Digital projects – like all scholarly products – are not perfect. Since their results are shaped by many biases, critical users of their results must be aware of these biases and take them into consideration. The following list is a partial list of such biases, many of which affect the numismatic scholarship upon which FLAME is founded.

  • Use bias – in late antiquity as today, certain coins are used more or less commonly than others. This phenomenon may be a result of different denominations, different purity, or even their aesthetic value. The differences in coin use would bias the surviving evidence, as coins used more commonly would be more prone to loss (and therefore would be found more frequently in excavations), while some coins that were used less commonly may be over represented in hoards.
  • Loss bias – certain coins were lost more frequently than others. This is partially a result of other biases, such as use bias, but could also be the result of the different values of coins. According to a frequent argument, contemporaries would spend more energy and attention trying to find a high-value lost coin (e.g. a precious gold coin) compared to a low-value one (such as a low bronze denomination).
  • Survival bias – certain coins survive better in the soil and preserve their features for longer. Certain soils are more acidic and cause coins to dissolve more quickly than others. Both effects create biases for the final patterns of coin distribution depicted in reference tools such as FLAME’s app. In particular, it is likely that in regimes of tri-metallic circulation, silver coins are likely to be underrepresented in survival by comparison to gold coins, frequently hoarded, or copper-based coins, commonly found in excavations.
  • Reporting bias – many countries in western Eurasia have laws in place that require finders of antiquities to report them and hand them over to the authorities. Some coins are more likely to be reported than others, although this depends to a great extent on the finder. Some finders may prefer not to turn over more valuable gold coins because of the financial incentive involved. Others may prefer not to turn over low-value bronze coins because of their perceived unimportance.
  • Excavation bias – excavations are more likely to be conducted in certain areas, and these locations frequently do not correspond to the economic importance of the area in late antiquity. Modern politics, permits, funding and ideologies determines which areas would be excavated, and within those, which chronological layers would be prioritized. These decisions determine the resulting circulation patterns.
  • Hoard bias – hoards would likely be more common in times and places that suffered some sort of instability, which would encourage the people who buried them to do so. Moreover, it should be emphasized that the hoards that are found are a subset of all hoards buried, representing those hoards that were not recovered by their owners for some reason.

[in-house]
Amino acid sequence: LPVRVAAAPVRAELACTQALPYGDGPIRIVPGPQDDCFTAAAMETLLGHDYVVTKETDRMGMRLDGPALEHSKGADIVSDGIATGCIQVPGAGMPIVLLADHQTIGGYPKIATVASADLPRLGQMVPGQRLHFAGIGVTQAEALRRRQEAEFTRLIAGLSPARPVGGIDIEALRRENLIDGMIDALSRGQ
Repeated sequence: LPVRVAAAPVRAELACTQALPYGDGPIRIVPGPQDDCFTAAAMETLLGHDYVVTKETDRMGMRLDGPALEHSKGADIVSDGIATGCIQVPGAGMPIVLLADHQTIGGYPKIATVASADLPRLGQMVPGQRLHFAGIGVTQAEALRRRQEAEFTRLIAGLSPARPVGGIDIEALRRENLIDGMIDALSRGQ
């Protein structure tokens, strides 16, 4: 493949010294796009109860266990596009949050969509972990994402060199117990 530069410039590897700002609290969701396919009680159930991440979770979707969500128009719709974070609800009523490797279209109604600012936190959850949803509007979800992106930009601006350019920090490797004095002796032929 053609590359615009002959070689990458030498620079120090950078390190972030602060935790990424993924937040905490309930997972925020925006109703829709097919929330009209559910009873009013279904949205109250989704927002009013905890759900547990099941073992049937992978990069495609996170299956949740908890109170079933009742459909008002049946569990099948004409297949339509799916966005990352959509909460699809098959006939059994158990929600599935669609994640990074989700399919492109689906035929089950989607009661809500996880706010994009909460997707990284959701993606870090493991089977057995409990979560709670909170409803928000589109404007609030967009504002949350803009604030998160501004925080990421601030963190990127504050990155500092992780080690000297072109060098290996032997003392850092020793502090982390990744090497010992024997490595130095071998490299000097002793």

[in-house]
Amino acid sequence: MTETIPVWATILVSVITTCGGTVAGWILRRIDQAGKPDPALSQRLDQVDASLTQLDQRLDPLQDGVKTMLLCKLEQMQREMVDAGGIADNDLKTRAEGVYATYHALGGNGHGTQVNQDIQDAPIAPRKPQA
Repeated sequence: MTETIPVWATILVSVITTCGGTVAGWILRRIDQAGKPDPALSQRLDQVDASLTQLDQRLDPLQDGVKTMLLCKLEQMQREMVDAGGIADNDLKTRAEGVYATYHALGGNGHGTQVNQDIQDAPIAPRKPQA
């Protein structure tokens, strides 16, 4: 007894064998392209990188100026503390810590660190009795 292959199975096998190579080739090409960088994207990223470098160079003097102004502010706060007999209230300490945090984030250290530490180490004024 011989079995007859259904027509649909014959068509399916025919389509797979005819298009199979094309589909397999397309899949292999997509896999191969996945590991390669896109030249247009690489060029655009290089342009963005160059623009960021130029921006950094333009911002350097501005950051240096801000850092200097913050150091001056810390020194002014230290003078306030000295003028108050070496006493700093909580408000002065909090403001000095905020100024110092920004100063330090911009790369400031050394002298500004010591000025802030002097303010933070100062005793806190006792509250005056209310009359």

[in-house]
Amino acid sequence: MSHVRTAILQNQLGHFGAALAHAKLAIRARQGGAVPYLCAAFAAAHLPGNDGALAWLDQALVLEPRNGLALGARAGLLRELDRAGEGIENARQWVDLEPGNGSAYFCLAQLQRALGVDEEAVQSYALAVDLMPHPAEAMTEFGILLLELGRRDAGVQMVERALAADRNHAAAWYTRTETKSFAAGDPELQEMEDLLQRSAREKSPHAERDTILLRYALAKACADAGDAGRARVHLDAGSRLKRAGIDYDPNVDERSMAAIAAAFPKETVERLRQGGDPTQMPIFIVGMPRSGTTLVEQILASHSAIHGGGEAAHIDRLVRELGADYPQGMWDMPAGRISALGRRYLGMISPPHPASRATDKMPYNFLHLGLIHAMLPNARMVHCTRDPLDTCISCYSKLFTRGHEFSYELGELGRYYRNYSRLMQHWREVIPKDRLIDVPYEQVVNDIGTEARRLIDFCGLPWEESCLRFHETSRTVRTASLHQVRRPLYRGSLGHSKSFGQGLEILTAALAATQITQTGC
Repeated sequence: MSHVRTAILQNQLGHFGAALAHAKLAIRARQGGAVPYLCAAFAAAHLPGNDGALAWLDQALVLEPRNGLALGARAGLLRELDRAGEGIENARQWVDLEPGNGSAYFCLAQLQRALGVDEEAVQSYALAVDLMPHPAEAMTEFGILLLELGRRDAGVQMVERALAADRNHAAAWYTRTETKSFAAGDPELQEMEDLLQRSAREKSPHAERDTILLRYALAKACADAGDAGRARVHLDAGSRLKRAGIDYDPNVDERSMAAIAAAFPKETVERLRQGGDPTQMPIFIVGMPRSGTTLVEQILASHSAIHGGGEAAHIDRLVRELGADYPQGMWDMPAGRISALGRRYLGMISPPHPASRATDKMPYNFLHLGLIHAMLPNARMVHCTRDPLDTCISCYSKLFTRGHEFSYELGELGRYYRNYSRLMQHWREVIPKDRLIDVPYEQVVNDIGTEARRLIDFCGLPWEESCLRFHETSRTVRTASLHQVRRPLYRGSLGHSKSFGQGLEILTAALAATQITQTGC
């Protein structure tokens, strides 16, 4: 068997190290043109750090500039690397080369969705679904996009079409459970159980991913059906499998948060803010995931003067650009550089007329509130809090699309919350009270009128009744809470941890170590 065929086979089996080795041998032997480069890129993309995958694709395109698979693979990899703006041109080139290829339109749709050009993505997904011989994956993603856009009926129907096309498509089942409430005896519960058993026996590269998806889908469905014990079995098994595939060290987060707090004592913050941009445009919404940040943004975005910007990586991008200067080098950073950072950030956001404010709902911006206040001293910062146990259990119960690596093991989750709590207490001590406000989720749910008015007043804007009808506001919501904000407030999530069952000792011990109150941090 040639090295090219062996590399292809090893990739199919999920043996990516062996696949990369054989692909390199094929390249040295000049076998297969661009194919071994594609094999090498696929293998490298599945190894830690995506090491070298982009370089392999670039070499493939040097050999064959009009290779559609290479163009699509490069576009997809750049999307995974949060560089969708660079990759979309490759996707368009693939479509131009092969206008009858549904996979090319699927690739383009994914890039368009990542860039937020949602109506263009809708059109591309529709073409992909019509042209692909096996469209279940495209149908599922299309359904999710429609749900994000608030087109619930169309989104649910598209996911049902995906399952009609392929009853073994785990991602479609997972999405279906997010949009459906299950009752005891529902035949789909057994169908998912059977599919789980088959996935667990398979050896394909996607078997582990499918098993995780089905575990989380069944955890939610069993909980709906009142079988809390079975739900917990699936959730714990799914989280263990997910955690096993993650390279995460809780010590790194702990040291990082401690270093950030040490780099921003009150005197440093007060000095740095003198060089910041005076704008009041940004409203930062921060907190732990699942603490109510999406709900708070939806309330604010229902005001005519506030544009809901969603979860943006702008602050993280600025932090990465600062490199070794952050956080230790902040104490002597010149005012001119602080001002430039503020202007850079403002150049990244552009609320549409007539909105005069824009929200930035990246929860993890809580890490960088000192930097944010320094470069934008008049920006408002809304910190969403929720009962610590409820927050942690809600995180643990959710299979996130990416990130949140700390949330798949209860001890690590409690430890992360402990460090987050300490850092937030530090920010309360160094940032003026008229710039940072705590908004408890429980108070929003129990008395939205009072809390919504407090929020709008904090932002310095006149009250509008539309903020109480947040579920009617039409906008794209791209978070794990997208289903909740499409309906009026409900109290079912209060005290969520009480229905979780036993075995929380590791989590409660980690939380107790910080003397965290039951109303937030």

• Reference work bias – reference works are key resources for projects such as FLAME since they concentrate a large amount of scholarship in a relatively standard format, establishing agreed terminology (e.g. for denominations) and comprehensively surveying other types of data (e.g. mints). These reference works, however, are not evenly distributed spatially or chronologically. Some times and places (e.g. the Roman Empire) are far better covered than others (e.g. the Aksumite kingdom, or the Sasanian Empire). These create biases that favor the former over the latter.
  • Selection bias – modern academia includes many pressures and demands on scholars’ time, and these force scholars to sometimes make difficult decisions about where to focus their attention, and how to invest their limited resources. In practice, this means that certain layers or areas in archaeological sites would not be excavated, or that certain coin finds – which are too complex or not attractive enough – might not be published. Scholarly selection therefore consists of another bias.
  • Identification bias – Coins with distinguishing features such as the 40-nummi piece with its high-relief M are easier to identify and catalog than coins without such features. Mint marks are far easier to read on certain coins than on others, creating a bias in which the difficulty (or impossibility) to determine particular features on coins would make certain variables such as their mints disappear in published scholarship. In particular, coins of the fifth century, ‘minimi,’ are much more likely to appear as ‘unidentified’ in excavation reports, or not be listed at all, than coins of other eras.
  • Decentralization bias – numismatic publications are notoriously decentralized and come out in many languages, many of which are not traditionally used for international research. Although there are a few publications that attempt to report on recent numismatic papers, they are rarely comprehensive. Therefore certain numismatic publications would be better known and better represented in FLAME’s app than lesser known or untraditional publications.